Fugoo Style Bluetooth speaker review: wireless audio never sounded so good

There’s hardly a home or office that doesn’t have at least one wireless Bluetooth speaker these days. (Or is that just me? Do non-tech bloggers have 4 portable wireless speakers?) Portable wireless audio has become the standard for listening to music in the home. There are larger more sophisticated versions like Sonos or Bose, but there are also many choices when it comes to smaller more portable speakers. Fugoo Style is one of those speakers. But how well does it perform and is it worth the price?

Features of Fugoo Style wireless speaker

Fugoo makes a variety of Bluetooth speakers in varying sizes, different levels of portability and several styles. The Style speaker is one of the chicest, but its good looks conceal a tough and durable interior. Fugoo says the speaker has a “fiber-reinforced resin shell and waterproof cloth covering that gives this speaker the protection it needs to last long past cocktail hour.”

The speaker is about the size of a small clutch purse or a portable coffee mug, and though it’s lightweight, it doesn’t feel cheap; it feels like it has some durability and heft behind it. it has a built in speakerphone and connects with Siri or Google Now.

It also has a changeable jacket, which is removed by pushing a release tab on the base. Without its skin, it looks very industrial, and still cool. Keeping the jacket on provides some measure of water or spill protection, so it’s probably best kept on.

Setting up Fugoo Style is easy

Setting up the Fugoo speaker couldn’t have been simpler; the first time you’ll turn it on, head to your device’s Bluetooth menu, and click on the speaker, which should have appeared in the Bluetooth devices list.  If not, you can touch the Bluetooth button next to the speaker’s power button and it should pop right up accompanied by a helpful and suave sounding male digital assistant’s voice.  I was connected and playing music in about 10 seconds. I love devices where set up is simple and flawless, so Fugoo gets high marks for this.

Fugoo Style Sound quality & volumeFugoo style poetable wireless bluetooth speaker

It can be hard to find good quality sound in a small Bluetooth speaker.  Fortunately the Fugoo Style sounded great from the get-go. The device, thought it looks like a single speaker, actually hides 4 speakers inside its housing; two in each face and two others in the ends.

Fugoo says, “the FUGOO Portable Bluetooth Speaker has six symmetrically-placed drivers. The two tweeters deliver clean highs, two mid/sub drivers give midrange punch, and two passive radiators help bring out a full, deep bass. Together, these six drivers deliver a clean sound pressure level, filling large rooms and outdoor areas with rich, immersive sound.”

I definitely found the speaker powerful and room filling, and I tested it with several styles and genres of music.

My test Playlist with the Fugoo Style

► The Roots (Don’t Say Nuthin’)
► Pharell (Beautiful)
► Dave Matthews Band (American Baby)
► City and Colour (Comin’ Home)
► Robbie Williams (I will talk and Hollywood will listen)
► Tragically Hip (Poets)
► Kiev (Be Gone Dull Cage)

The bass was solid, and the high end didn’t sound tinny or buzzy. I was able to crank it to 2/3 volume without any noticeable distortion. At about 3/4 volume I did notice a raspiness creeping in to the vocals, but overall the sound was pretty good. The sound quality overall has quite a bit of depth and the music sounded true.Fugoo style poetable wireless bluetooth speaker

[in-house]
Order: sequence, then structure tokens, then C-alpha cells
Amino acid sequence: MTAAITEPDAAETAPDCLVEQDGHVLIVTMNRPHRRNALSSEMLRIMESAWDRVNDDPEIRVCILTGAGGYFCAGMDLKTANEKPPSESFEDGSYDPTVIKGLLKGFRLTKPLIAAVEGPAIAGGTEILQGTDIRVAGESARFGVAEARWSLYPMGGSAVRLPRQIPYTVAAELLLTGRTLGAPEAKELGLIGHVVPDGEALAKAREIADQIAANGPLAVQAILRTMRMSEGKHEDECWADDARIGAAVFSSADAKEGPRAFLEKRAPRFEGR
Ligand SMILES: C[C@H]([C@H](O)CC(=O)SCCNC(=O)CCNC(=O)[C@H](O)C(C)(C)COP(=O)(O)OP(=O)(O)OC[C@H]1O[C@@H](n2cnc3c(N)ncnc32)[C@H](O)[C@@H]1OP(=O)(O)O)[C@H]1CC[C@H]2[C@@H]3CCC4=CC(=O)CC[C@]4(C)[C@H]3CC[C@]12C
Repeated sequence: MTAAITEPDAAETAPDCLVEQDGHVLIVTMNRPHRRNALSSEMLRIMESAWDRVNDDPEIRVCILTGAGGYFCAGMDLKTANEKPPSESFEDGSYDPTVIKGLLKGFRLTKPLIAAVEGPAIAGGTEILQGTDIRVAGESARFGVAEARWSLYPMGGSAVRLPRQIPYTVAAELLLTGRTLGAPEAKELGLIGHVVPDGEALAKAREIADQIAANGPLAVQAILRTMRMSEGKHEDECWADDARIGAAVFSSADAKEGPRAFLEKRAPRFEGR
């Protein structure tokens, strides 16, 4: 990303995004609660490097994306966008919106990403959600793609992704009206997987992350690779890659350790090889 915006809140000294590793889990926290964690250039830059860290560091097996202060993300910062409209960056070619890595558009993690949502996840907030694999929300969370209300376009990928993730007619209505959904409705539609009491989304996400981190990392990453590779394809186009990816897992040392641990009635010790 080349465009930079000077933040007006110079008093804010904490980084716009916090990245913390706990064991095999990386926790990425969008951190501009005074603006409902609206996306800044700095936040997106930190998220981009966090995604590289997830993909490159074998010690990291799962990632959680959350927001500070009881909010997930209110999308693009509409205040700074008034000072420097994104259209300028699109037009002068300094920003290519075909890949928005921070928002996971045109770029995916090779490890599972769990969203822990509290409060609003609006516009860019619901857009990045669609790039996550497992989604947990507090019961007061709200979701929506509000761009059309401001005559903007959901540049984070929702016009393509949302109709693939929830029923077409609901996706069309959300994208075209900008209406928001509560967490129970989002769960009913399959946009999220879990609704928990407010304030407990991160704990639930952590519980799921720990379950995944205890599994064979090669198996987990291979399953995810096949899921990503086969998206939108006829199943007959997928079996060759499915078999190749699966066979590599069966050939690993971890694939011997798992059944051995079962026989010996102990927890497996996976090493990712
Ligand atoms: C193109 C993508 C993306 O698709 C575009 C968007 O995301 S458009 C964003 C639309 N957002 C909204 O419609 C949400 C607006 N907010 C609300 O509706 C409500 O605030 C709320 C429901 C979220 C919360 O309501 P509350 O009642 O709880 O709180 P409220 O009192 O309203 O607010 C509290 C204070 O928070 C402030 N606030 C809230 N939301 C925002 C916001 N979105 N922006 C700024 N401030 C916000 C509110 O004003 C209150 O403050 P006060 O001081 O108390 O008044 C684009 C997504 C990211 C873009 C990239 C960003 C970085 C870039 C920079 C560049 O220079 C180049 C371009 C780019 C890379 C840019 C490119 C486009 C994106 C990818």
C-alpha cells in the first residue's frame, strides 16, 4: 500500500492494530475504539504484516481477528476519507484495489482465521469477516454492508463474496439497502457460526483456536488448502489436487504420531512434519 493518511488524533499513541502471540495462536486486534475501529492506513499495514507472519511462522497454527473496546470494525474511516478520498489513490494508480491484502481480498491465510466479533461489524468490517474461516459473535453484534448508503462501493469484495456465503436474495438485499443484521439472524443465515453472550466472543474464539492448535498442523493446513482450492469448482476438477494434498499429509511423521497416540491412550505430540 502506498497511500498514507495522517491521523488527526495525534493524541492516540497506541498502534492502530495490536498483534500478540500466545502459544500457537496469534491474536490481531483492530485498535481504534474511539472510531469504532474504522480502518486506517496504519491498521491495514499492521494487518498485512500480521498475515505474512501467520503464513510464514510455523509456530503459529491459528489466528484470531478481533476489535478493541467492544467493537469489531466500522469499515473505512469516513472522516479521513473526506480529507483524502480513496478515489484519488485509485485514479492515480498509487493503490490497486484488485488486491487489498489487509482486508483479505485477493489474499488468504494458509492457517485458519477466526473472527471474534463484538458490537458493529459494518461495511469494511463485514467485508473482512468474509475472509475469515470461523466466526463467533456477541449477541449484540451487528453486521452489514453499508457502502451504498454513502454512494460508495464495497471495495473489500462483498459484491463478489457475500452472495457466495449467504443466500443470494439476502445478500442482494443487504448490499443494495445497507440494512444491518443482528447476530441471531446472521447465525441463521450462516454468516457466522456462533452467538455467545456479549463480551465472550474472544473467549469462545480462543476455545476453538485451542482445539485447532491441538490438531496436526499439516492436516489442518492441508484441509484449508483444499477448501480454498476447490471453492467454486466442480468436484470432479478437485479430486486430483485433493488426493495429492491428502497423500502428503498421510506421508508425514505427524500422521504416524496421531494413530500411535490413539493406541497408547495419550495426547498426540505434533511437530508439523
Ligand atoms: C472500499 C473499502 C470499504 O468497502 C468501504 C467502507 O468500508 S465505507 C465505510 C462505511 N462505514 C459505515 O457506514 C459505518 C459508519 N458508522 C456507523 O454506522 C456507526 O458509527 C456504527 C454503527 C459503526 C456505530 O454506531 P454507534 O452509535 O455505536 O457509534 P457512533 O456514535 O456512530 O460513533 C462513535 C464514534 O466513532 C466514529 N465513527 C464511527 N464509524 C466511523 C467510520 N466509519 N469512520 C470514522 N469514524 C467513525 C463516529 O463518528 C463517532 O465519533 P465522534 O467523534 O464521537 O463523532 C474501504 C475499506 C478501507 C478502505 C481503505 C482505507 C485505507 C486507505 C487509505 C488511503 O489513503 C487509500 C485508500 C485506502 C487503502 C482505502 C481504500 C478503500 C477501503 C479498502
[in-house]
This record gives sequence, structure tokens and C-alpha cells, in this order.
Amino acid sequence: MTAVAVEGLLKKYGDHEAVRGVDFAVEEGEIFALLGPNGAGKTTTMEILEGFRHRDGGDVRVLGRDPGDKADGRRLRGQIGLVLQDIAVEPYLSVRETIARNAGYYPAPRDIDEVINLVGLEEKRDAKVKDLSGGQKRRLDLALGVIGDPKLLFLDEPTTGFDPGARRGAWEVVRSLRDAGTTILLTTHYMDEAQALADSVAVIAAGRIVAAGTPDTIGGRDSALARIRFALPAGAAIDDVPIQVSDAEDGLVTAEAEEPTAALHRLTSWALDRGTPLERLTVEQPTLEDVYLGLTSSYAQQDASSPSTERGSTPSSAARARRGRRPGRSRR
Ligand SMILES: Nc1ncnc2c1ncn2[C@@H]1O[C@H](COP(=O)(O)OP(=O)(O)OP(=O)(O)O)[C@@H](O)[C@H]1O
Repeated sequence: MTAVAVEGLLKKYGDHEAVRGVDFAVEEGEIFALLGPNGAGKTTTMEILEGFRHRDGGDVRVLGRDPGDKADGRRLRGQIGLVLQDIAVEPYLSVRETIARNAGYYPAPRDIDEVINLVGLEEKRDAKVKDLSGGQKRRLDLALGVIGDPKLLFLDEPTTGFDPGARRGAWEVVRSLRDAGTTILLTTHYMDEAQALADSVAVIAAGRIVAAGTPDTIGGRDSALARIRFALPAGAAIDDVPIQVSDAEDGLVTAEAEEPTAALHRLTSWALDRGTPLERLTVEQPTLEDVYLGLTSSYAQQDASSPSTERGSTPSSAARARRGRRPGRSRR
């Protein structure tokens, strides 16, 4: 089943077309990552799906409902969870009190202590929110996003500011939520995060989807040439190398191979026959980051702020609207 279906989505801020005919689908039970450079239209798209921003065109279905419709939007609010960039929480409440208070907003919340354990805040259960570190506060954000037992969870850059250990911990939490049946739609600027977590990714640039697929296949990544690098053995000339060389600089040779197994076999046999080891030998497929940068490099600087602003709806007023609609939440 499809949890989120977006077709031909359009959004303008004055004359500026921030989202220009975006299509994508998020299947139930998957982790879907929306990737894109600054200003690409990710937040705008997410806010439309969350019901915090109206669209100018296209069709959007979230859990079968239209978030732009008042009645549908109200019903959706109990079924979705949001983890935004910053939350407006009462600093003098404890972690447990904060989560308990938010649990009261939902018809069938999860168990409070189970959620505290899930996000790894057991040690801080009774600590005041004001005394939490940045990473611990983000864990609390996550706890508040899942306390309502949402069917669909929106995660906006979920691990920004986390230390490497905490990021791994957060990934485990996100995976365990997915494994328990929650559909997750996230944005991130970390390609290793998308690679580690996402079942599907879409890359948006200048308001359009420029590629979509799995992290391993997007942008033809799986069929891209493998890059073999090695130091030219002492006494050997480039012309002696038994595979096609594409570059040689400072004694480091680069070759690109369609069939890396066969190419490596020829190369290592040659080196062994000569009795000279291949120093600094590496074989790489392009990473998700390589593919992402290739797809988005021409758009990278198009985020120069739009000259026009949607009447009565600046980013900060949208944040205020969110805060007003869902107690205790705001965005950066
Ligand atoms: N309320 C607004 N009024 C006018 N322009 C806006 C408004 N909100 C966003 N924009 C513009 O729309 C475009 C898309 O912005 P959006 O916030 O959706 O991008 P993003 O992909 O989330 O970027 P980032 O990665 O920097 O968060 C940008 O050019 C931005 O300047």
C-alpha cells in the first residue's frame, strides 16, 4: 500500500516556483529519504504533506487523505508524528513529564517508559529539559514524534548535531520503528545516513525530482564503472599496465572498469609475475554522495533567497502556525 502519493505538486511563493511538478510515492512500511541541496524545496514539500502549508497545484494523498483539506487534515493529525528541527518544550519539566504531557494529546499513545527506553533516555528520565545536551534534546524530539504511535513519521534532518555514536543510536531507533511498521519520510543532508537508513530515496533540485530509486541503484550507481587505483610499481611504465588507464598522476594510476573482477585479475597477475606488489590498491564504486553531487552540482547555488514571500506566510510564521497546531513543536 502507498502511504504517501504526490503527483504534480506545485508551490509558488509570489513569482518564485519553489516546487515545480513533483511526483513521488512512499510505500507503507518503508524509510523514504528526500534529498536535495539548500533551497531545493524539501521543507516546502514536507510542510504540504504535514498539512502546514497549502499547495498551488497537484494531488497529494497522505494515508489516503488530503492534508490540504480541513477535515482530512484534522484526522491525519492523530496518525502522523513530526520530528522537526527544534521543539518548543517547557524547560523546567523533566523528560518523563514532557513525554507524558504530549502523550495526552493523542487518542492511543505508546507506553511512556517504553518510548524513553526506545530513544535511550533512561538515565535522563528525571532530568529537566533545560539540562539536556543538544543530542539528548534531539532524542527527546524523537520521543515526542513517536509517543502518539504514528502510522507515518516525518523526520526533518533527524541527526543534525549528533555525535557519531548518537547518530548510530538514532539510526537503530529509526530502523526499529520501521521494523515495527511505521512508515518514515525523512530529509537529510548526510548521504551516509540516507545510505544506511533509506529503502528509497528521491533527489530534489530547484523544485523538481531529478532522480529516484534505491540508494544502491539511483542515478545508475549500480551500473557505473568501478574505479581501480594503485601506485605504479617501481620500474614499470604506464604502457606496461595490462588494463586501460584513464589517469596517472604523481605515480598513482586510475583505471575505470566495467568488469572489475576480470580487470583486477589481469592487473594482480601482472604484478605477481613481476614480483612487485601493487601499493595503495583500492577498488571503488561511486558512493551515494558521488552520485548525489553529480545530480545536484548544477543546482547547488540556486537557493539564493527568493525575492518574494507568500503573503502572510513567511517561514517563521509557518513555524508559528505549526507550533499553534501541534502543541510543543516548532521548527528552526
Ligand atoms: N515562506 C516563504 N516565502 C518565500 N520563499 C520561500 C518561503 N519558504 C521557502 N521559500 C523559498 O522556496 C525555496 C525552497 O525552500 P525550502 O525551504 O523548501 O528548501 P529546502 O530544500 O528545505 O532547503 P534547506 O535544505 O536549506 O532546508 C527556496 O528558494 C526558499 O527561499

The bass on Don’t say Nuthin and Poets was true and thumping, the vocals on Beautiful and Be Gone Dull Cage sounded soft and smooth, while the picking and the snare on American Baby were resonant and real. The acoustic guitar on Comin’ Home was hauntingly real. Subtle flute and clarinet, and the big symphonic drums on my Robbie Williams selection was delicately replicated, while Robbie’s voice cut through with vibrancy. I was quite impressed with the amazing sound quality I got out of this little speaker.

Fugoo adds, “the upward tilt of the speakers puts everyone in the sweet spot. So simply place your speaker in the center of a room and fill any space with sharp highs, bassy lows, and all-around premium audio.” I can’t disagree.

Does Fugoo Style have good battery life?

Many portable wireless Bluetooth speakers have a battery life in the 10-20 hour range. Fugoo Style boasts an astounding 40 hours of battery life. That’s well above many other similar speakers, so this gadget is a great choice if you’re heading to a campground or on a road trip for a weekend. I tested the speaker for about two weeks and never charged it once.

Bluetooth connectivity is outstanding on Fugoo Style

Fugoo style poetable wireless bluetooth speakerThe speaker uses Bluetooth 4.0 for wireless connectivity which Fugoo says will give you solid connectivity up to 33 feet. In my tests I carried my iPhone 6 Plus all over the 1000 square foot main floor and didn’t experience any breakup of the Bluetooth signal. Heading downstairs (where I have seen digital signal breakup on other speakers) the Fugoo Style didn’t miss a beat. Again, I was impressed.

Overall review of Fugoo Style portable wi-fi speaker

This is an absolutely fantastic Bluetooth speaker. I have to say I wasn’t expecting very much from something this small and with such an eye to style, so I was happily blown away by the outstanding audio quality and durability. The dead-easy set up also gets top marks from me.